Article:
That’s Farming editor, Catherina Cunnane, in conversation with Frank Fagan. The 900-ewe farmer discusses his family farm history, his experience with Blue Texels and how using Blue Texel rams on ewe lambs could be a beneficial option for more farmers.
“I am Frank Fagan, a 30-year-old farming outside Oldcastle, Co. Meath, alongside my father, John.
I am the fourth generation to farm here in Cairnbawn, and today, we lamb over 900 commercial ewes and keep a small number of cattle alongside the flock.
I am full-time farming at home, and I am involved in managing 1,500 ewes for a neighbouring farm. My father is still involved in running the farm and is a factory agent for Irish Country Meats, Navan.
I have a great interest in breeding our own replacements and constantly improving the flock. My father would have farmed a lot of hill sheep, and we built up numbers that way.
We eventually started breeding our own replacements, and nowadays, all our sheep are Texel-cross ewes.
I have strived to improve our ewe type, and we run a closed flock, only buying in rams, to try and prevent bringing in disease and other issues.
We run Texel rams and, more recently, EasyCare and Blue Texels on Texel-cross ewes. The aim is to keep a white-faced medium-sized ewe that is self-replacing and produces a tight wool, well-shaped lamb for the factory, stores and ewe lambs for breeding to other farms.
We like to produce lambs suitable for all markets. Recently, we ventured into Blue Texels, sourcing rams from Francis and Jennifer Donohoe of the Johnstown Flock in Co. Westmeath.
We used Blue Texels rams on our ewe lambs, and this year, we lambed over 200 ewe lambs.
By using the Blue Texel, we have found them to be very easy lambing. Lambs were born hardy and were great to get up and suckle. To be honest, we have never had such fewer issues lambing ewe lambs since we started with this breed.
We had very few ewe lambs that required assistance at lambing. We liked the idea of using Blue Texels as you still get a well-shaped U grade lamb from a hogget without any lambing difficulty.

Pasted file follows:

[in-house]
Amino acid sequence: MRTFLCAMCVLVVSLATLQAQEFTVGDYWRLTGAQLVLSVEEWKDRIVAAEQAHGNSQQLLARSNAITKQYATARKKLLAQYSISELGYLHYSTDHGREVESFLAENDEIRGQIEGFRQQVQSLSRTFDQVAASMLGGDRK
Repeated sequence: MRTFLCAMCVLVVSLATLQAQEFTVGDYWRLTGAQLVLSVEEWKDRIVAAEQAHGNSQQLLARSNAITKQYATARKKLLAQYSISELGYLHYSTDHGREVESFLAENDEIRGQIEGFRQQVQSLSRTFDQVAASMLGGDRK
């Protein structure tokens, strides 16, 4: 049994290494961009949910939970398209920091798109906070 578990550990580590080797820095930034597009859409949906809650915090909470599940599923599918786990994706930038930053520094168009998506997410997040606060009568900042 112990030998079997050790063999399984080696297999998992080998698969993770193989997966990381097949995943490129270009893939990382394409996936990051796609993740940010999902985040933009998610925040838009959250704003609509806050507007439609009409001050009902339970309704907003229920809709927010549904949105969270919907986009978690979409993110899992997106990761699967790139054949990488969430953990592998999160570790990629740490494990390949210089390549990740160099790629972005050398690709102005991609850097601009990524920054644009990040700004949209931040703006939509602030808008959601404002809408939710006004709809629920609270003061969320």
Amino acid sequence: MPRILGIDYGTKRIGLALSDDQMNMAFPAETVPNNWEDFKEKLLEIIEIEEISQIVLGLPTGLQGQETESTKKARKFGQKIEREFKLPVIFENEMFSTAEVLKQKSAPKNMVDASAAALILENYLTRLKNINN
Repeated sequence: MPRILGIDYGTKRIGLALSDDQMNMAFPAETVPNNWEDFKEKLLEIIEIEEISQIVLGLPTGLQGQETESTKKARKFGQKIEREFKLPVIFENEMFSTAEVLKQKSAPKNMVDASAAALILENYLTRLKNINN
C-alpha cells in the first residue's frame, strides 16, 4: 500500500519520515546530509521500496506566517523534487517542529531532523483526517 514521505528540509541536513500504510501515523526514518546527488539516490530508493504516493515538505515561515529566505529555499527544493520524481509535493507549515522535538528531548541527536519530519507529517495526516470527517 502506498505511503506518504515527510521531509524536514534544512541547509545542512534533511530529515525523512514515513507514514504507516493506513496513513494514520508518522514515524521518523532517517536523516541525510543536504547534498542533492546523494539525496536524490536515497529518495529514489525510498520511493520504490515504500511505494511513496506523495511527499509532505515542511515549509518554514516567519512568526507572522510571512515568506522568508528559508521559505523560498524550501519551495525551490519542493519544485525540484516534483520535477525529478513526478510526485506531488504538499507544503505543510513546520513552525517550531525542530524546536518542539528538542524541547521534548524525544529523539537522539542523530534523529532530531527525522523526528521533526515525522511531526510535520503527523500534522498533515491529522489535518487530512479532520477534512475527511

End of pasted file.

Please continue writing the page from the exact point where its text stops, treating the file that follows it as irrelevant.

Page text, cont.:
This year, Blue Texel-cross lambs made €3.50-€4.00/kg liveweight, as stores which we were delighted with.
Blue Texel rams will always be our number one choice for putting on ewe lambs.
I think anyone who is lambing their ewe lambs should try the Blue Texel. We were using other breeds and would not go back.
Why Blue Texel?
- Fertile rams;
- Easy lambing – Suitable for ewe lambs;
- Very hardy – Up and suckle without help;
- Produce uniform, consistent batches of lambs;
- Exceptional carcass traits – Top grades – high kill outs – in-spec weights.
We lamb all sheep indoors on plastic slats and find them to be a very hygienic choice for lambing
We lamb from mid-March to mid-April to match grass growth and aim to not feed meal to ewes once out at grass.
Moreover, we house all ewes by the first week of December, so there is a great sward of grass saved for lambing time.
Last year, we lambed 700 ewes lamb within 15 days, which is the norm for most years.
We manage lambing season with just ourselves and my partner, Ciara, who is a great help. To manage an enterprise of this scale, we need sheep that do not give us much trouble during this busy time.
The way we sell our lambs varies year to year. Ewe lambs that we do not retain as replacements are mostly sold out of the yard privately.
If the store trade is good, we will sell some at this stage, but we will always finish a large proportion for the factory.
The bottom line
I really enjoy trying to breed the perfect ewe and breed sheep that are easily farmed in large numbers.
To be a successful sheep farmer, you need to like sheep, have good fencing and an adequate way of handling them.
To be viable, you need to produce as many lambs per acre for as little euro as possible. It is a numbers game, really.
Unfortunately, rising costs are not helping the situation, and prices received this year have not reflected the raised production costs. If this continues, there will be no viable farming sector, and then food scarcity will be the issue.
Improving the farm and facilities
Our goal is to run a profitable farm and keep improving the farm and facilities for the future.
Future plans for the farm are to keep improving the flock and be as efficient as possible. Improving fencing and more reseeding will be the main focus here.
I think farming is going through a very difficult time now, with the rising costs and blame put on us for greenhouse gases.
Hopefully, the general public will soon realise how important agriculture is for the economy and the environment.
The government should focus on how carbon neutral our farms are as every farm enterprise is sequestering so much carbon.
Instead, we are getting the blame for methane emissions, as agriculture is the easy target. Without agriculture in this country, the economy would fall apart, and it is about time the government realised this.”
Sale this Saturday
The Irish Blue Texel Society will hold its second society sale of the year at Athenry Mart, in conjunction with Mart Eye, on Saturday, September 17th, 2022.
A “large” selection of shearling rams and ram lambs and shearing ewes and ewe lambs (Blue Texel and Dassenkop) are catalogued for the sale.
Another Irish Blue Texel Sheep Society Sale will take place at Carnew Mart on September 30th, 2022.
Other news articles on That’s Farming:
- Two new Blue Texel breed record prices of 30,000gns
- Blue Texel breeders make family farm reach new heights after father’s passing
- ‘We are very excited for the future of Blue Texels in Ireland’
- Barnett’s champion leads Blue Texel sale at €2,600